May 2, 2015, a day full of some of the best sporting events we’ve seen this year. Taking place was the 2015 NFL Draft, the Kentucky Derby, Clippers / Spurs game 7, NHL Playoffs, and, of course, the Manny “Pac Man” Pacquiao vs. Floyd “Money” Mayweather Fight. Now while the MayPac fight may have looked more like an episode of Dancing with the Stars, a real fight was taking place at the Redline Time Attack event at Chuckwalla Valley Raceway near Palm Springs, CA.
With our 2015 WRX STI packed with everything but the kitchen sink, we got an early start on the day and left the ADV.1 Cali Headquarters on a two and a half hour journey East to Chuckwalla Valley Raceway. Shortly after taking off, we made a quick pitstop at a Starbucks for Coffee. While in the drive-thru we were asked by the barista if we were in a Gumball 3000-esque road rally. Its funny how a few sponsorship stickers can take an ordinary daily driver on wheels to a cross country race car in the eyes of some people. With Caffein in our system and gas in the tank we continued our journey, passing by the Coachella Valley Windmills and two story high Dinosaur Statues made famous by the Pee-Wee Herman Movie.
When we arrived the sun had risen and it was rapidly becoming apparent that we were only a rocks throw away from the Mexico and Arizona Boarders. By this, I mean it was hot… really hot, and it was only getting hotter. We began unpacking the car pulling out the full size EZ-Up tent, chairs, tools, a car jack, jack stands, filming equipment, and much more. Once everything was set up, it was time for our first practice session to begin. We fired up the onboard AIM Solo DL unit and Replay XD cameras and set off.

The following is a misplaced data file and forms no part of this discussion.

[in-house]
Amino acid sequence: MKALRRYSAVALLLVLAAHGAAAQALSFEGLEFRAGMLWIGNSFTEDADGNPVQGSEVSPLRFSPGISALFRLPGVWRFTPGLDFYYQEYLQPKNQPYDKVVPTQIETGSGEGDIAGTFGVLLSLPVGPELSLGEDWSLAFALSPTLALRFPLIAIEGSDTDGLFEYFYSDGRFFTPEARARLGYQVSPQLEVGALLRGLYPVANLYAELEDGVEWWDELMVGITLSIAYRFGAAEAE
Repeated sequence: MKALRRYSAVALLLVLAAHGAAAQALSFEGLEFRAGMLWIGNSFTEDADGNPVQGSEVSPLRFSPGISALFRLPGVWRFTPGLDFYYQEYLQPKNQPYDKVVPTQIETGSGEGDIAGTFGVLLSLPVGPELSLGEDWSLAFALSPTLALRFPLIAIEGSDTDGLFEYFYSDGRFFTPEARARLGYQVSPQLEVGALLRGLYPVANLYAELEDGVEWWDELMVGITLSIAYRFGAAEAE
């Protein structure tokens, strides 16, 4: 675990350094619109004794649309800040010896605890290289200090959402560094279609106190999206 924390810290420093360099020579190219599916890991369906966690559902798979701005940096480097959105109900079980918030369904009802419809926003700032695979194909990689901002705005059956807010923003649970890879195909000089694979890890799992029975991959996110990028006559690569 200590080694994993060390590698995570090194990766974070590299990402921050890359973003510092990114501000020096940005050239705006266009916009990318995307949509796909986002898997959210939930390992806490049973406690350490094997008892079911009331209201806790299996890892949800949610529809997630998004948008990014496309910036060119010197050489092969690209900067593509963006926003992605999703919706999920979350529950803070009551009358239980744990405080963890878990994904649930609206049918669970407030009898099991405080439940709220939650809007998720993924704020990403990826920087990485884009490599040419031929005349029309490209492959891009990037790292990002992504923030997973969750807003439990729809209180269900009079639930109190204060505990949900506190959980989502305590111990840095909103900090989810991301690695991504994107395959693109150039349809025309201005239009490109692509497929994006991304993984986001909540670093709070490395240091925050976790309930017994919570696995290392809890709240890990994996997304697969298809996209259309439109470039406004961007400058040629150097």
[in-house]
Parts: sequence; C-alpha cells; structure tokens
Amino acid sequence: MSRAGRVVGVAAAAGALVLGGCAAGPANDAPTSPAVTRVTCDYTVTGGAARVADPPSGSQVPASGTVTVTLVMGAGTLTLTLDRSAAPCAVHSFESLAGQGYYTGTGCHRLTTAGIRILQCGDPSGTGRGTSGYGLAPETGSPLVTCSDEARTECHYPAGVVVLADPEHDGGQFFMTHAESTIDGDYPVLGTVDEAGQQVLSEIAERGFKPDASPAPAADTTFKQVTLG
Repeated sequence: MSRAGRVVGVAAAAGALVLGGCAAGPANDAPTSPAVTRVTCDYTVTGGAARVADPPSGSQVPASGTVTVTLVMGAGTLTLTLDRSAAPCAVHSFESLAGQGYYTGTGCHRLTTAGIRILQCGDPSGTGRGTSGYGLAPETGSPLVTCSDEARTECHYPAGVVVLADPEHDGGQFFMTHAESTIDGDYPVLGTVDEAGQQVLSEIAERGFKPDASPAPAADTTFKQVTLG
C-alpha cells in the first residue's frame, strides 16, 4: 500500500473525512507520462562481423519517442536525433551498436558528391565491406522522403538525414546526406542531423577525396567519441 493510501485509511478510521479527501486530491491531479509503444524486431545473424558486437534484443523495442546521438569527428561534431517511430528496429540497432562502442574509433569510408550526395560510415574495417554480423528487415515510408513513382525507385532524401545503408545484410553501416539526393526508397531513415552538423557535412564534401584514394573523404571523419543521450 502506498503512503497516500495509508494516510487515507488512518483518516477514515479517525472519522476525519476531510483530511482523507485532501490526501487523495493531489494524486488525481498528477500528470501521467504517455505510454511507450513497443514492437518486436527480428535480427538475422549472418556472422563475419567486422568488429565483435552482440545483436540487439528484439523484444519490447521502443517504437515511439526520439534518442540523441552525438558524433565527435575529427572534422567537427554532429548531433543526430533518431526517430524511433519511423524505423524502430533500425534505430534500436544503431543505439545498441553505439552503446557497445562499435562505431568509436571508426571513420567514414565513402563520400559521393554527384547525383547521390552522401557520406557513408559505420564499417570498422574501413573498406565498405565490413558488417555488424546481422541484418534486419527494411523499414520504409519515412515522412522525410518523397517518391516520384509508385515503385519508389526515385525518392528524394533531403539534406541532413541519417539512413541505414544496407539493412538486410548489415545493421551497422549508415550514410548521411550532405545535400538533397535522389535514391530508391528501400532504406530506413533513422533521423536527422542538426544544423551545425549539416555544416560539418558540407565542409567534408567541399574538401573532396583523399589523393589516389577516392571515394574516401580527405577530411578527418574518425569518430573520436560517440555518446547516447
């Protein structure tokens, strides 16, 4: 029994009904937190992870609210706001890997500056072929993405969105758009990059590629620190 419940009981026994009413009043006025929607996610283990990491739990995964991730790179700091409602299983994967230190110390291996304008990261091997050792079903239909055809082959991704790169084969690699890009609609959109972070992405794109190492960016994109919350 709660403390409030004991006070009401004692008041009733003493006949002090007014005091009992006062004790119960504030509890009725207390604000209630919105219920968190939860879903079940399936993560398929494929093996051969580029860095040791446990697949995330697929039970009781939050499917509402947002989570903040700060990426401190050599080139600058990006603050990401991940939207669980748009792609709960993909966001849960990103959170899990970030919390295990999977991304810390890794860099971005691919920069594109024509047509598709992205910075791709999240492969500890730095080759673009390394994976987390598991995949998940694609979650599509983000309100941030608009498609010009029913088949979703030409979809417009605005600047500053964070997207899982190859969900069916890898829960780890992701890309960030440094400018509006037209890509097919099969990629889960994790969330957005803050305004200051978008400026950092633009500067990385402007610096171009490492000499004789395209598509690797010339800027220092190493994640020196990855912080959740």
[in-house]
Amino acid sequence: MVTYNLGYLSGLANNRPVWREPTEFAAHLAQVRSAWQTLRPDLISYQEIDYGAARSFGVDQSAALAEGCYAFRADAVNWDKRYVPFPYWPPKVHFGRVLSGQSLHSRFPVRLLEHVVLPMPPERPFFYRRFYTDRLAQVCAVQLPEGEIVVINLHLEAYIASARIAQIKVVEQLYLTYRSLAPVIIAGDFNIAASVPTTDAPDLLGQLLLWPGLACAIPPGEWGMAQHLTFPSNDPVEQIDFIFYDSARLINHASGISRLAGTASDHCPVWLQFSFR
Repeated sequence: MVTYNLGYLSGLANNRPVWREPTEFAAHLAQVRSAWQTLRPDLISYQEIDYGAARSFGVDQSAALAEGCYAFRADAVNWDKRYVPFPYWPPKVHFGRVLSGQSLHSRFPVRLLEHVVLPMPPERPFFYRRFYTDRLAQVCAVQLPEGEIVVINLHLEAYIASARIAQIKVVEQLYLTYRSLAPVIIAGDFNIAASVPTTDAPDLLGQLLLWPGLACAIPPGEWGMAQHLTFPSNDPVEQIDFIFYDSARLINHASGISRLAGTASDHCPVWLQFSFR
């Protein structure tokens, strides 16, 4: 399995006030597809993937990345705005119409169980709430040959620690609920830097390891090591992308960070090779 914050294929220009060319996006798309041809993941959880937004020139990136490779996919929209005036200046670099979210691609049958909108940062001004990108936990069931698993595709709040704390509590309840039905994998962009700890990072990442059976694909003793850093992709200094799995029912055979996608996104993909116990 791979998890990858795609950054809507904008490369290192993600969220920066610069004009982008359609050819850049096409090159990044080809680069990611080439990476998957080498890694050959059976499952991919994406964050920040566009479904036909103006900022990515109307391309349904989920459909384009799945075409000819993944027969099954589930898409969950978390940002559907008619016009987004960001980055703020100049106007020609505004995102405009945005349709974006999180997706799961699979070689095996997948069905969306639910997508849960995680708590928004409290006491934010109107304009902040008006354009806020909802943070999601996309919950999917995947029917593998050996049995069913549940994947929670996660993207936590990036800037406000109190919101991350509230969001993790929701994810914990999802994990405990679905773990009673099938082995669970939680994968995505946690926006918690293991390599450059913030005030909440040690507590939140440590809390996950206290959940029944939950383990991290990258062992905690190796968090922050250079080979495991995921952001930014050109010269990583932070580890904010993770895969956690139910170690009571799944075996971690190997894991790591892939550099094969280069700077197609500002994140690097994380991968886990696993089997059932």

Keep in mind we’re new to this and I’m not talking about AWD Time Attack Racing. I’m talking about track driving in general. This would be our driver Casey Adamo’s second track day EVER! With a race the next day he needed to be out there getting as much experience as possible learning the handling and technical set up to his new STI and and each and every turn of the race course. He promptly learned what NOT to do when he overshot turn 9 and went off in only his 3rd lap out. Remaining level headed, Casey quickly calmed down and finished his remaining laps without drama, with his fastest time at a 2:16:10.
After a long intermission, we proceeded to run our next couple of practice sessions. In the first, Casey shaved a second off of his time, though this small amount of time savings didn’t come easily. Struggling with the quicker traffic Casey went off the track again coming out of turn 2 and then again at turn 7 in the same session. It was much more intense than the last off. Again, Casey had recovered from the dirt, but this time maybe a little rattled. The over 100 degree weather certainly played its part in slowing down the car, but having just gone off in his two previous practice sessions, Casey took it easy this time around setting a lap time of 2:18, two Seconds slower than his first time out. Having made it back to the ADV.1 Paddock in one piece, we packed up and left the track for the night wondering if our top 5 finish at the last race was just beginners luck.
The next day we arrived at the track determined to redeem ourselves. Everything we did was fast. We ate breakfast fast, we unloaded the car in record time, and we even showed up to grid early and eager to lay down some fast times. Our first session out was a qualifying round so every millisecond mattered and our previous time of 2:18 the day before wasn’t going to cut it. We set off surrounded by a mixture of high horsepower muscle cars, modified imports, and even an Ariel Atom. When the flag was waved the ADV.1 STI finished with a time of 2:14:9. About 4 seconds off our previous time the day before and about 2 seconds faster than our quickest time the day before putting us in P7.